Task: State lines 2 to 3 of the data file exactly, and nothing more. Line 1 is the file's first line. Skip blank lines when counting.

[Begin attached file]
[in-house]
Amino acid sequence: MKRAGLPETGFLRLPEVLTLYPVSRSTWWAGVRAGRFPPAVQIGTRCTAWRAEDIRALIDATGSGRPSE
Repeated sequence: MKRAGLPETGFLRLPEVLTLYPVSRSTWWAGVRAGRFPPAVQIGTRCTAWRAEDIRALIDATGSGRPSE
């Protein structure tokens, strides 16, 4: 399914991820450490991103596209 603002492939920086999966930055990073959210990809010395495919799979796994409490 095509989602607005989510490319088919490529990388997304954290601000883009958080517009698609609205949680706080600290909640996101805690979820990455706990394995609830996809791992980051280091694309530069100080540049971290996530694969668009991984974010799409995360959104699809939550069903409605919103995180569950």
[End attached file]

Amino acid sequence: MKRAGLPETGFLRLPEVLTLYPVSRSTWWAGVRAGRFPPAVQIGTRCTAWRAEDIRALIDATGSGRPSE
Repeated sequence: MKRAGLPETGFLRLPEVLTLYPVSRSTWWAGVRAGRFPPAVQIGTRCTAWRAEDIRALIDATGSGRPSE